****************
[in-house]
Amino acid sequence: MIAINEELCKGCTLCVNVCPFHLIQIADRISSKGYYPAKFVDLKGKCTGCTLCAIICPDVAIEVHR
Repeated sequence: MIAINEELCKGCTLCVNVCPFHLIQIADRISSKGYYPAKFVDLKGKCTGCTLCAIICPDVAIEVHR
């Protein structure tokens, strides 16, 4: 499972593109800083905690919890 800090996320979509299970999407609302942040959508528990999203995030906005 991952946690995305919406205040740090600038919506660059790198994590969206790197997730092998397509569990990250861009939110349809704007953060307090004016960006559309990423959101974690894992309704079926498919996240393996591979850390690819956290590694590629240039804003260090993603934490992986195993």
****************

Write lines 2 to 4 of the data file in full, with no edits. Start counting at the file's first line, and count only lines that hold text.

Amino acid sequence: MIAINEELCKGCTLCVNVCPFHLIQIADRISSKGYYPAKFVDLKGKCTGCTLCAIICPDVAIEVHR
Repeated sequence: MIAINEELCKGCTLCVNVCPFHLIQIADRISSKGYYPAKFVDLKGKCTGCTLCAIICPDVAIEVHR
């Protein structure tokens, strides 16, 4: 499972593109800083905690919890 800090996320979509299970999407609302942040959508528990999203995030906005 991952946690995305919406205040740090600038919506660059790198994590969206790197997730092998397509569990990250861009939110349809704007953060307090004016960006559309990423959101974690894992309704079926498919996240393996591979850390690819956290590694590629240039804003260090993603934490992986195993």